Knitting: I'm Bummed

So basically, no matter what I do to prevent pain, knitting is aggravating something. I haven't been overdoing it by any means. I keep the sessions down to 15-30 periods, stretching before, good ergonomics, even making sure I don't knit everyday, but all this to no avail. The tightness in my fingers and soreness in my wrist is always the outcome.

I'm still not giving up though. I have an orthopedic appointment on May 17th and I'm looking for answers. I've done the internet research on ruling out carpal tunnel syndrome based on the location of the pain. It might be tendonitis, tenosynovitis or some other ailment which I'll let the doctor diagnose.

Whatever the diagnosis I'm ready to closely follow any treatment plan suggested because this is making me sad. I want to knit and I miss it terribly. I've been doing alot of gaming on my Nintendo DS, which is it's own bit of fun, but nothing can replace some yarn flowing through my fingers.

I CAN Do It!

I CAN do it!

Henry Ford ~ “If you think you can do a thing or think you can’t do a thing, you’re right.”

Getting philosophical on ya!

October 17, 2010, I will join thousands of participants in the Detroit Free Press Marathon. Yup, a marathon.

Now let me clarify as I’m no uber-athlete. I’m doing the half-marathon and I’ll be walking. A few of my co-workers have participated for the past five years in a row. The other day, Lovica came in the kitchen with this cool looking medal, being nosey I asked her about it and she explained she’d received it from walking the Martian Invasion Half-Marathon (green ribbon with a martian in the middle, neat!). Ok, being the sci-fi geek that I am, I thought the name of the event was awesome by itself so I began to question and compliment her, praising her for such a feat and she encouraged me to join them. She said that with some training a half-marathon is a challenging and completely doable goal.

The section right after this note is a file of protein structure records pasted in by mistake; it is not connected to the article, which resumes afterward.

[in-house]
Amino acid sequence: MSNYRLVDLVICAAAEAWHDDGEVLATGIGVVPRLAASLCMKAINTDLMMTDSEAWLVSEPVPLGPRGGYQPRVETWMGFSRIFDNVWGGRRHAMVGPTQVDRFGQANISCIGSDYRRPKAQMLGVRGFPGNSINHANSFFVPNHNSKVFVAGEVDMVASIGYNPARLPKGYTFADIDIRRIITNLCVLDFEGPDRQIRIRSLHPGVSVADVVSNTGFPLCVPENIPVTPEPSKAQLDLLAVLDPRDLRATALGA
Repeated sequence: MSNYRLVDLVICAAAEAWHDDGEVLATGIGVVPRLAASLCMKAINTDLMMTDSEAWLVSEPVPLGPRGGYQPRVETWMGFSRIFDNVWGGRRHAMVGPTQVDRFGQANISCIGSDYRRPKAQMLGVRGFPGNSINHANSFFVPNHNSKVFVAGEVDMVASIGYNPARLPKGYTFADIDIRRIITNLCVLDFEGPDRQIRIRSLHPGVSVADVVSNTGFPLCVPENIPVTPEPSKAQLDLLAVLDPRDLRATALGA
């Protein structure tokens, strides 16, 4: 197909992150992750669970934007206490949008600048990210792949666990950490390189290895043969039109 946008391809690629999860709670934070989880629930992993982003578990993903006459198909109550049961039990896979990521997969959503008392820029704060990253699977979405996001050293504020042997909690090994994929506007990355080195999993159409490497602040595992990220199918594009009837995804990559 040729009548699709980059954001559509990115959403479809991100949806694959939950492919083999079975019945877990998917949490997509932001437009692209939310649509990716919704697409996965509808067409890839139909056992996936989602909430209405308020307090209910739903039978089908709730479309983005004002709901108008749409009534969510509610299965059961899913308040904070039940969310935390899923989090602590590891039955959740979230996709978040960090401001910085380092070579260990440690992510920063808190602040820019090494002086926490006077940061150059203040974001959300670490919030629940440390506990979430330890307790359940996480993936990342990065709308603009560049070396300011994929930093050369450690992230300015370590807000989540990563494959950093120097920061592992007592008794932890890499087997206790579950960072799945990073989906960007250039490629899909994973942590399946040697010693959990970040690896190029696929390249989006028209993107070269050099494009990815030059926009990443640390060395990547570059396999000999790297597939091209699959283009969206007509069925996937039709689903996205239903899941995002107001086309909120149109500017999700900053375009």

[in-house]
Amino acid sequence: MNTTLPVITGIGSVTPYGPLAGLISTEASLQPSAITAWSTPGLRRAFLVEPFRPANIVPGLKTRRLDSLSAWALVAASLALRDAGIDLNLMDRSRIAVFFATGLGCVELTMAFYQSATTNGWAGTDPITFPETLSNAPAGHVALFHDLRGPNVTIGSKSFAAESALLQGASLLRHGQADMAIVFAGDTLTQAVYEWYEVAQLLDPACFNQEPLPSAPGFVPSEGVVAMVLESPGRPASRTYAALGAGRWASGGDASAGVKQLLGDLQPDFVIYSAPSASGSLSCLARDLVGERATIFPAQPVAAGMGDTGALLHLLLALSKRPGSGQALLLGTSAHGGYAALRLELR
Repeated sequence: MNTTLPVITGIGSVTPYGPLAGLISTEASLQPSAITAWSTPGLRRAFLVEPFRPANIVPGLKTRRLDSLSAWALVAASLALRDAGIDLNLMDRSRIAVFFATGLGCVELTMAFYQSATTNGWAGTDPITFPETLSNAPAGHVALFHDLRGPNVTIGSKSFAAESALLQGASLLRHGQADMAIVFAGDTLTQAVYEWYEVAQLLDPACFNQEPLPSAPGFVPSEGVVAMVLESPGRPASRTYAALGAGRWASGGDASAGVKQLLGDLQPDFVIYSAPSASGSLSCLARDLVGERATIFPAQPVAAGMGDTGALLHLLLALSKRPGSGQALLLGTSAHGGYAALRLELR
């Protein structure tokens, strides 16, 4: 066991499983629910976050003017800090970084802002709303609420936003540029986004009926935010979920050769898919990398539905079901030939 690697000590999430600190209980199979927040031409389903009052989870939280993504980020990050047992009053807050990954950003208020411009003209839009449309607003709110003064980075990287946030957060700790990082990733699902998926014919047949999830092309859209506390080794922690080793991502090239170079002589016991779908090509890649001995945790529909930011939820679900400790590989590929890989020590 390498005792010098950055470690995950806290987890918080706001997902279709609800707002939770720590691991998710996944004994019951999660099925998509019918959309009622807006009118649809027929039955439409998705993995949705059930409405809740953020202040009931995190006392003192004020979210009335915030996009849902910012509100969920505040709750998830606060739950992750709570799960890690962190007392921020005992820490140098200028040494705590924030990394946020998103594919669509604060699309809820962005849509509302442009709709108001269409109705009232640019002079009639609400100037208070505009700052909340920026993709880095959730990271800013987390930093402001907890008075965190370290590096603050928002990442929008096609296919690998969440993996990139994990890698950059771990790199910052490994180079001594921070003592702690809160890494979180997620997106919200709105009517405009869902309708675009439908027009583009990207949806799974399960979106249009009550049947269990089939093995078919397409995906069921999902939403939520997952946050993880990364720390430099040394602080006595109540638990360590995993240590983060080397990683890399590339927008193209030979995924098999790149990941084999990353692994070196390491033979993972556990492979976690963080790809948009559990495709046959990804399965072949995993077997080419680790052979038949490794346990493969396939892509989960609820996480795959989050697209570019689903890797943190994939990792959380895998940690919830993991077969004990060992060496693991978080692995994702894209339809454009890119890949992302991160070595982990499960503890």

When it comes to physical activity, I’ve come a long way. Some years back a bad experience at a gym convinced me that working out was impossible for me. Then one day my job held a health fair where I explained my issue with the trainer who was signing up members at the same local gym. He apologized for what happened previously but stressed that regular activity is not beyond anyone to handle. I joined that day and quite frankly, I love that gym and have been a member ever since. A trainer customized a workout plan for my fitness level which I gradually increased. I was in the gym all the time at one point and having a blast, taking classes, working with weights all of that.

Since then I’ve fallen off the wagon, but I’m still a member of that gym and haven’t forgotten how good it feels to sit in the sauna after a long walk on the treadmill, or a vigorous step class. I learned that I can push my body to fitness.

So after talking with my co-worker I started mulling over the prospect of me doing something I’d never dreamt of undertaking. Even with an increased fitness level, a half-marathon, really? As I’m in the habit of doing with everything, I immediately started researching. Obviously, 13.1 miles is not as hard as 26, but it’s still no joke and I didn’t want to spend money on registering for something I had no chance of completing.

Turns out there are plenty of training programs for walking the half-marathon. Programs aimed at the beginner such as myself. They run from about 12 to 15 weeks in length, start and increase moderately and stress consistency. Since I have about five months before the race, I know I can do this!!!!

Now I’ll need to invest in a suitable sweat wicking outfit (to keep moisture at bay) and some decent walking shoes (usually the same as runners wear) and get them from store for runners so I can be fitted properly. Then I just have to get my physician’s bill of health and follow the program! It will be a challenge because consistency is very difficult for me, but with my co-workers cheering me on, walking during lunch, etc. I should be ready by fall. I’m looking forward to the health benefits, weight loss, finishing with a medal and the sense of accomplishment I’m sure to feel.

Hmmm, I’m not so jazzed about the portion of the race that crosses the bridge, but with the crowd of people with me I should be OK. Oh, and this isn’t a “fun” walk. You have to finish within the allotted four hours because they have to open up traffic eventually. If you’re lagging too far behind, a bus picks you up and takes you to the finish line. I do not want that to happen!

I’m excited and will update periodically.